Why unprecedented 70% public support for Sweden’s bid to host 2030 Winter Olympics is a key boost

A new survey released by the Swedish Olympic Committee (SOK) Thursday shows widespread national public support for Sweden’s bid to host the 2030 Olympic and Paralympic Winter Games. According to a statement from the SOK, seven out of 10 Swedes agree that the nation should bid to host its first-ever Winter Games.

Children Ski at Hammarbybacken in Stockholm, proposed venue for Stockholm-Åre 2026 Olympic bid (GamesBids Photo)
Children Ski at Hammarbybacken in Stockholm (GamesBids Photo)

The results are significant and could help cement Sweden’s new frontrunner status in the race if the SOK and other stakeholders agree that a feasibility study shows hosting the Games will be of benefit to the nation.

Sweden last bid for the 2026 edition with Stockholm Åre going down in defeat to Italy’s Milan-Cortina by a vote of 47 to 34. Both had outlasted five other cites – four that withdrew and one that was disqualified by the International Olympic Committee’s (IOC) evaluation. Following the contentious vote in June 2019, IOC President Thomas Bach blamed Sweden’s poor public support for the loss.

“My assumption is what was key was the gap in public support,” Bach said.

“The 83 percent [for Italy] to 55 percent [Sweden].”

Bach was referring to numbers from an IOC commissioned poll taken earlier that year. Two days before the critical vote a SOK commissioned Kantar poll revealed support had risen to 63 percent. Pollster Kantar was also behind Thursday’s survey that showed 70 percent support among 3,300 respondents across Sweden interviewed from April 4 to 12.

Cities that withdrew from the 2026 race included Calgary in Canada and Sion in Switzerland, both dropping out due to lost referendums. Graz canceled its bid once a referendum was forced by a public petition and the Austrian city had only entered the race as a replacement for Innsbruck that had lost a public vote before the IOC’s application deadline.

Public support, time-and-time again, has been the primary ‘feasibility element’ for successful bids and will now feature in Sweden’s feasibility report that is expected to be completed in July.

Much has changed with the IOC’s hosting requirements since those preliminary numbers were taken in 2019, many of which appeal to Swedes. The IOC has increased their flexibility and advise against any new construction, instead asking that events be staged at venues where they currently exist – even if across borders.

The SOK has engaged with communities in capital Stockholm along with Falun, Åre and Östersund as potential hosts, and sliding sports such as luge are proposed to be held in Sigulda, Latvia where expensive facilities already exist.

These elements are key for new bid supporters, according to the poll.

“The preliminary study has so far concluded that the Olympics and Paralympics should be arranged with existing arenas,” the SOK said.

“New stadiums will not be built. Kantar’s survey shows that this is precisely a prerequisite for the Swedish people to also be more positive than before about the Olympics and Paralympics in 2030.”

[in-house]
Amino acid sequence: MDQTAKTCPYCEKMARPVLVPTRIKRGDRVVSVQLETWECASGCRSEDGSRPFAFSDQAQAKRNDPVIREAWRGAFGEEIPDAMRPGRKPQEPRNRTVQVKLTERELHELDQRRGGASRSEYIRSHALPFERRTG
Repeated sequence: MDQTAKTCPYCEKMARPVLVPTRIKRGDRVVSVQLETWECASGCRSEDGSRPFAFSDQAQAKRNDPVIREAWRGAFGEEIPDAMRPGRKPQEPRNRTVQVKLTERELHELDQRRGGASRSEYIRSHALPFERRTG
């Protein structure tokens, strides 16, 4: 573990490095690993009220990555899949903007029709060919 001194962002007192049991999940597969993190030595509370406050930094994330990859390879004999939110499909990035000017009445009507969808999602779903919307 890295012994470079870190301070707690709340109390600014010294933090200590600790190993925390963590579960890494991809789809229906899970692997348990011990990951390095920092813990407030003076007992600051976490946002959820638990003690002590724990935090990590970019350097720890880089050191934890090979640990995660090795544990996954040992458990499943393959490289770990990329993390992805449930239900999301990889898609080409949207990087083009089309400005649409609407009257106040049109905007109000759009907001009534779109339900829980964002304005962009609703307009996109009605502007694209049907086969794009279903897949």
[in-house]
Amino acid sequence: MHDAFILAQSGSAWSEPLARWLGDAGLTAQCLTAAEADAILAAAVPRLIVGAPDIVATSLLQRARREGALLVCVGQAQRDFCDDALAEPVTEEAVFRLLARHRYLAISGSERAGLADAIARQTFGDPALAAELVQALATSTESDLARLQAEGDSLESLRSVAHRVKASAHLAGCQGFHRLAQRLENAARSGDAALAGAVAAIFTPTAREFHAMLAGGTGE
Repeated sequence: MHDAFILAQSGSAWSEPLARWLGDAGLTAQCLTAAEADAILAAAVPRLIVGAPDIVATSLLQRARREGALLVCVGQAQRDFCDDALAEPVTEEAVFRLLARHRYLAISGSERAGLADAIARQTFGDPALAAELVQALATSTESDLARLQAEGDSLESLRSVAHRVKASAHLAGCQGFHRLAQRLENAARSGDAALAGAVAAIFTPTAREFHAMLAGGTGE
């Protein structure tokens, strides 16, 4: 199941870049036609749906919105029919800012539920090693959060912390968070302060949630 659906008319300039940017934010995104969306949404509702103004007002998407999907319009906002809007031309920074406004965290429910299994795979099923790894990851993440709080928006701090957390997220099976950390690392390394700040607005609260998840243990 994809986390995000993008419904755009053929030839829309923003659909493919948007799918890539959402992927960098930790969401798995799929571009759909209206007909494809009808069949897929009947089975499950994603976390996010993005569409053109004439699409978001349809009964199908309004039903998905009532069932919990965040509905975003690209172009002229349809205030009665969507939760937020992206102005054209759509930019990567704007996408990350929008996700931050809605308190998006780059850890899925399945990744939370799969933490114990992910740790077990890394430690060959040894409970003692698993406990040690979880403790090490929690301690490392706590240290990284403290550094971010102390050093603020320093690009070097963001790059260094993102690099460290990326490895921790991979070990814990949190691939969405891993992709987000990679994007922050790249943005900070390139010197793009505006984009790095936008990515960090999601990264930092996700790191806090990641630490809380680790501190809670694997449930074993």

According to an SOK statement “during the 50 working days that have passed since the press conference [announcing the bid] on February 8, ten working groups with 30 representatives from SOK, SPK and RF has been created.

“The preliminary study has so far had over 100 meetings with sports, politics, business and civil society.”

Hans von Uthmann was elected SOK President at the General Assembly Thursday and he will oversee the continued work on the feasibility study.  Updates will be provided at the SPK Annual General Meeting on May 13 and at Sweden’s Sport Confederation meeting from May 26 to 28.

“We are good at organizing sports events in Sweden and it is positive that the public now shows confidence in the ability of sports to be a force in the development of sustainability and democracy,” von Uthman said.

“The next step will be to see what the feasibility study shows about the conditions that actually exist to succeed with it.”

Sweden is a newcomer to the 2030 race, filling a void left after the IOC hit reset on what had been a fierce competition at its outset last year. Spain withdrew a Pyrenees bid when joint partners couldn’t agree to a venue allocation; Canada stepped away from a Vancouver-centered British Columbia bid when the province denied necessary funding and Sapporo hit pause as it tries to weather the Tokyo 2020 bribery scandal that has devastated public support.

Salt Lake City is positioned as a backup if no other viable 2030 host can be found, but officials at the United States Olympic and Paralympic Committee (USOPC) appear tightly focused on hosting in 2034 instead, allowing a gap following the Los Angeles 2028 Summer Games and maximizing potential revenue opportunities.

Switzerland is exploring a possible bid and the IOC has indicated that more than six regions are looking at hosting future Winter Olympics. Under the IOC’s continuous dialogue process interested bidders can discuss projects in confidence and without commitment and to explore mutual opportunities. There is no set timetable for the election of host cities but IOC officials have said not to expect any final announcements before 2024.

Sweden is the most successful Winter Olympics nation never to host the Winter Games despite eight previous bids. Stockholm hosted the Summer Games in 1912.

A senior producer and award-winning journalist covering Olympic bid business as founder of as well as providing freelance support for print and Web publications around the world. Robert Livingstone is a member of the Olympic Journalists Association and the International Society of Olympic Historians.

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